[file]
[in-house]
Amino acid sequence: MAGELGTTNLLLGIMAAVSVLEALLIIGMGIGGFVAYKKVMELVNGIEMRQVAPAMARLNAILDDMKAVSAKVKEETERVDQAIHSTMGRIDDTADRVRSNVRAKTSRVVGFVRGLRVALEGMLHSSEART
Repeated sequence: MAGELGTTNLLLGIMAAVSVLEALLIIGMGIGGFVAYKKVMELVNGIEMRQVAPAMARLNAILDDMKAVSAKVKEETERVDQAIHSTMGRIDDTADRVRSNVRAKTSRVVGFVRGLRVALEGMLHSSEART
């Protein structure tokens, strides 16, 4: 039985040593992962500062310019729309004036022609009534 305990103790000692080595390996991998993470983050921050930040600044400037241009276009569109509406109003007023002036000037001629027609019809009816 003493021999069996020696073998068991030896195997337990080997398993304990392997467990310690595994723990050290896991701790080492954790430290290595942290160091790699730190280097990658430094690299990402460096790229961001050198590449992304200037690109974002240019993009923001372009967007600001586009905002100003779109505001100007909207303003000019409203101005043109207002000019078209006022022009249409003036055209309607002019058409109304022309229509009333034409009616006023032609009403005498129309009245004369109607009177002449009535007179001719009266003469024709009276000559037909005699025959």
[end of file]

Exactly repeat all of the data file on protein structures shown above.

[in-house]
Amino acid sequence: MAGELGTTNLLLGIMAAVSVLEALLIIGMGIGGFVAYKKVMELVNGIEMRQVAPAMARLNAILDDMKAVSAKVKEETERVDQAIHSTMGRIDDTADRVRSNVRAKTSRVVGFVRGLRVALEGMLHSSEART
Repeated sequence: MAGELGTTNLLLGIMAAVSVLEALLIIGMGIGGFVAYKKVMELVNGIEMRQVAPAMARLNAILDDMKAVSAKVKEETERVDQAIHSTMGRIDDTADRVRSNVRAKTSRVVGFVRGLRVALEGMLHSSEART
């Protein structure tokens, strides 16, 4: 039985040593992962500062310019729309004036022609009534 305990103790000692080595390996991998993470983050921050930040600044400037241009276009569109509406109003007023002036000037001629027609019809009816 003493021999069996020696073998068991030896195997337990080997398993304990392997467990310690595994723990050290896991701790080492954790430290290595942290160091790699730190280097990658430094690299990402460096790229961001050198590449992304200037690109974002240019993009923001372009967007600001586009905002100003779109505001100007909207303003000019409203101005043109207002000019078209006022022009249409003036055209309607002019058409109304022309229509009333034409009616006023032609009403005498129309009245004369109607009177002449009535007179001719009266003469024709009276000559037909005699025959």